died at sea. My oldest daughter, she's a good un, goes for the eels and
cuts 'em up, and she an' me wife does all the hard work. I've only to
sit at the stall and sell, and they do make 'em tasty. There's no
better. But we're hard up. I'd do better if I'd a little more money to
buy with. I can't get a draught like some of the men, and them that gets
by the quantity can give more. The boys tells me there's one man gives
'em as much as eight pieces; that's what they calls a lumping
ha'p'worth. And the liquor's richer when you boils up so many eels.
What's my tin pot ag'in' his five-gallon one? There's even some that
boils the 'eads, and sells 'em for a farthing a cupful; but I've not
come to that. But we're badly off. The missus has a pair o' shoes, and
she offs with 'em when my daughter goes to market, and my boy the
youngest 's got no shoes; but we do very well, and would do better, only
the cheap pie shop takes off a lot o' trade. I wouldn't eat them pies.
It's the dead eels that goes into 'em, and we that handles eels knows
well enough that they're rank poison if they ain't cut up alive, and the
flesh of 'em squirming still when they goes into the boiling water. Them
pies is uncertain, anyway, whatever kind you buy. I've seen a man get
off a lot a week old, just with the dodge of hot spiced gravy poured out
of an oil can into a hole in the lid, and that gravy no more'n a little
brown flour and water; but the spice did it. The cat's-meat men knows;
oh, yes! they knows what becomes of what's left when Saturday night
comes, though I've naught to say ag'in' the cat's-meat men, for it's a
respectable business enough.

"I've thought of other ways. There's the baked-potato men, but the
'ansome can and fixin's for keeping 'em 'ot is what costs, you see.
Trotters is profitable, too, if you've a start, that is, though it's
women mostly that 'andles trotters, blest if I know why! I've a cousin
in the boiled pudding business--meat puddings and fruit, too;--but it's
all going out, along of the bakers that don't give poor folks a chance.
They has their big coppers, and boils up their puddings by the 'undred;
but I dare say there's no more need o' street-sellers, for folks go to
shops for most things now. She's in Leather Lane, this cousin o' mine,
and makes plum-duff as isn't to be beat; but she sells Saturday nights
mostly, and for Sunday dinners. Ginger nuts goes off well, but there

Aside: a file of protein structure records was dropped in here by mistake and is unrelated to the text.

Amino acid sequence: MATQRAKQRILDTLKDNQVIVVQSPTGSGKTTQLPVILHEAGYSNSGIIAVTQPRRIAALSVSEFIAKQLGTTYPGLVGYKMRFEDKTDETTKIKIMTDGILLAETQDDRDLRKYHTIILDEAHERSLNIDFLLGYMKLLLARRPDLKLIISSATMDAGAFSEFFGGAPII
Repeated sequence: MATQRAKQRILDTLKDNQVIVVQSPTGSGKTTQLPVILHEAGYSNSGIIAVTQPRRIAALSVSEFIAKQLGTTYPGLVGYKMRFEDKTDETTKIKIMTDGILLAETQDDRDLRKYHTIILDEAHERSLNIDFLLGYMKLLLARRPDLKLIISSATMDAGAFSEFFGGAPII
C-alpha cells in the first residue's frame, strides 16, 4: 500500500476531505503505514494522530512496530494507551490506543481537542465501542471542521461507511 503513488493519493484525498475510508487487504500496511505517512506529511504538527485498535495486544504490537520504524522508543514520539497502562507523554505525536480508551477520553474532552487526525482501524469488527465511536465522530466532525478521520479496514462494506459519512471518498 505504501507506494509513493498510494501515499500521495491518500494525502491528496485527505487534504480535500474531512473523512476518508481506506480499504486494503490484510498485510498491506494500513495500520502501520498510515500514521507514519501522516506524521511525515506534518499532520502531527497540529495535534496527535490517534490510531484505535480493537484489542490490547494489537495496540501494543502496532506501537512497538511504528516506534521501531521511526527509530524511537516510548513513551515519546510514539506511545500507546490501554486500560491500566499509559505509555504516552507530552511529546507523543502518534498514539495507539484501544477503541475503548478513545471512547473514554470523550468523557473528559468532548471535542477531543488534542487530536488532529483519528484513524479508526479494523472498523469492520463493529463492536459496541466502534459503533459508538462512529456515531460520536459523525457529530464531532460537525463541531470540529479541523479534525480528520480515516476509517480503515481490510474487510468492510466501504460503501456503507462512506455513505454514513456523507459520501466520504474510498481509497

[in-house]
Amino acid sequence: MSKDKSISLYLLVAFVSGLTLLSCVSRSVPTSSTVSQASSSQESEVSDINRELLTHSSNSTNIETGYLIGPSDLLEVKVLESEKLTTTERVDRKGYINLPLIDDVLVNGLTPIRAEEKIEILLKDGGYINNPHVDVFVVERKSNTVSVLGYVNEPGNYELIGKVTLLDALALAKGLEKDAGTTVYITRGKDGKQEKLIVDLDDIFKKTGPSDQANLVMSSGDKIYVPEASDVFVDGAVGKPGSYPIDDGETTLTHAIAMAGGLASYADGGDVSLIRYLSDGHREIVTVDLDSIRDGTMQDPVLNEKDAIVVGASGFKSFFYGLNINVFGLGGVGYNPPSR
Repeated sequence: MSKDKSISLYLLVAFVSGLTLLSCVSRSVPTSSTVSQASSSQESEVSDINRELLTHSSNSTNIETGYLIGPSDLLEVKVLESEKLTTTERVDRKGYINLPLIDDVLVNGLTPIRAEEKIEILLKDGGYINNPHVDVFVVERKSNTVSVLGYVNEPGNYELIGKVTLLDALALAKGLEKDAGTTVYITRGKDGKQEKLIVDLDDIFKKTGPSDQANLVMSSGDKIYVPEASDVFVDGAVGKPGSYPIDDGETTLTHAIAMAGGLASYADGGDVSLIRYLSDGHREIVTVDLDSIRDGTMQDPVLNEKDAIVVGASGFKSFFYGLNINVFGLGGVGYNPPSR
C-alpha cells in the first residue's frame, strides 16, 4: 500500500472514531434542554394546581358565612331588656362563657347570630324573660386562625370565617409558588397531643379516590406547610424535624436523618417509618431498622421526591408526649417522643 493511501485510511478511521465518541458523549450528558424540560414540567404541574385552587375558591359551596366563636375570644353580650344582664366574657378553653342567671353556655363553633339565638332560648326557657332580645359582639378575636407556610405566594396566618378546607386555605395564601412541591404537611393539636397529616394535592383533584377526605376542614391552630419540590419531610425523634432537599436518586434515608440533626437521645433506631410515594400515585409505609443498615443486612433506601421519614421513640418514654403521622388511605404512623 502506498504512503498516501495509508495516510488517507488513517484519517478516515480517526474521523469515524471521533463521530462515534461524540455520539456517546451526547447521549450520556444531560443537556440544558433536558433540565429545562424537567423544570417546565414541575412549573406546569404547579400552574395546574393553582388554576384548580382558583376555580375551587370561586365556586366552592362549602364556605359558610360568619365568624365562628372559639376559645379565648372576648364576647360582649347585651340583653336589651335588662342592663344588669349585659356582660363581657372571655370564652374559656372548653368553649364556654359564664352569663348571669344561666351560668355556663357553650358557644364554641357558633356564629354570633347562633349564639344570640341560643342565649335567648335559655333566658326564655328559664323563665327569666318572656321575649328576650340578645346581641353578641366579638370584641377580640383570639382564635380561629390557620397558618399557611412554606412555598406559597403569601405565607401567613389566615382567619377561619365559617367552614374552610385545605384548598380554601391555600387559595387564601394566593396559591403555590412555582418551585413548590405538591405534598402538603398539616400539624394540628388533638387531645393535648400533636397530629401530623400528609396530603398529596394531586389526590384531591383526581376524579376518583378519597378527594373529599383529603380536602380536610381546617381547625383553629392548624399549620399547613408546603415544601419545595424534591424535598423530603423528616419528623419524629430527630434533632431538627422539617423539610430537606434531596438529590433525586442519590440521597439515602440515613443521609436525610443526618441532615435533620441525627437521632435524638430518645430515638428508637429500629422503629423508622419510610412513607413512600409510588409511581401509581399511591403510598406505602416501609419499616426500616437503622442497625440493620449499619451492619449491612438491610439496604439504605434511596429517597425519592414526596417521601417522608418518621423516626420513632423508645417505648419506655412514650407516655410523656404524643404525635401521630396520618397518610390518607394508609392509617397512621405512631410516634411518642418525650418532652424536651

again the shops 'as you, and unless you can make a great show, with
brass things shining to put your eyes out, and a stall that looks as
well as a shop, you're nowhere. There's no chance for the poor anyhow,
it seems to me; for even if you get a start, there's always some one
with more money to do the thing better, and so take the bread out of
your mouth. But 'better' 's only more show often, and me wife can't be
beat for tastiness, whether it's hot eels or pea soup, and I'll say that
long as I stand."

So many small trades have been ruined by the larger shops taking them
up, that the street-seller's case becomes daily a more complicated one,
and the making a living by old-fashioned and time-honored methods almost
impossible. It is all part of the general problem of the day, and the
street-sellers, whether costers or those of lower degree, look forward
apprehensively to changes which seem on the way, and puzzle their
untaught minds as to why each avenue of livelihood seems more and more
barred against them. For the poorest there seems only a helpless, dumb
acquiescence in the order of things which they are powerless to change;
but the looker-on, who watches the mass of misery crowding London
streets or hiding away in attic and cellar, knows that out of such
conditions sudden fury and revolt is born, and that, if the prosperous
will not heed and help while they may, the time comes when help will be
with no choice of theirs. It is plain that even the most conservative
begin to feel this, and effort constantly takes more practical form;
but this is but the beginning of what must be,--the inauguration of a
social revolution in ideas, and one to which all civilization must come.



CHAPTER XIII.

WOMEN IN GENERAL TRADES.


As investigation progresses, it becomes at times a question as to which
of two great factors must dominate the present status of women as
workers; competition, which blinds the eyes to anything but the surest
way of obtaining the proper per cent, or the inherited Anglo-Saxon
brutality, which, in its lowest form of manifestation, makes the English
wife-beater. It is certain that the English workingwoman has not only
the disabilities which her American sister also faces,--some inherent in
herself, and as many arising from the press of the present system,--but
added to this the apparent incapacity of the employer to see that they
have rights of any description whatsoever. Even the factory act and the
various attempts to legislate in behalf of women and child workers
strikes the average employer as a gross interference with his
constitutional rights. Where he can he evades. Where he cannot he is apt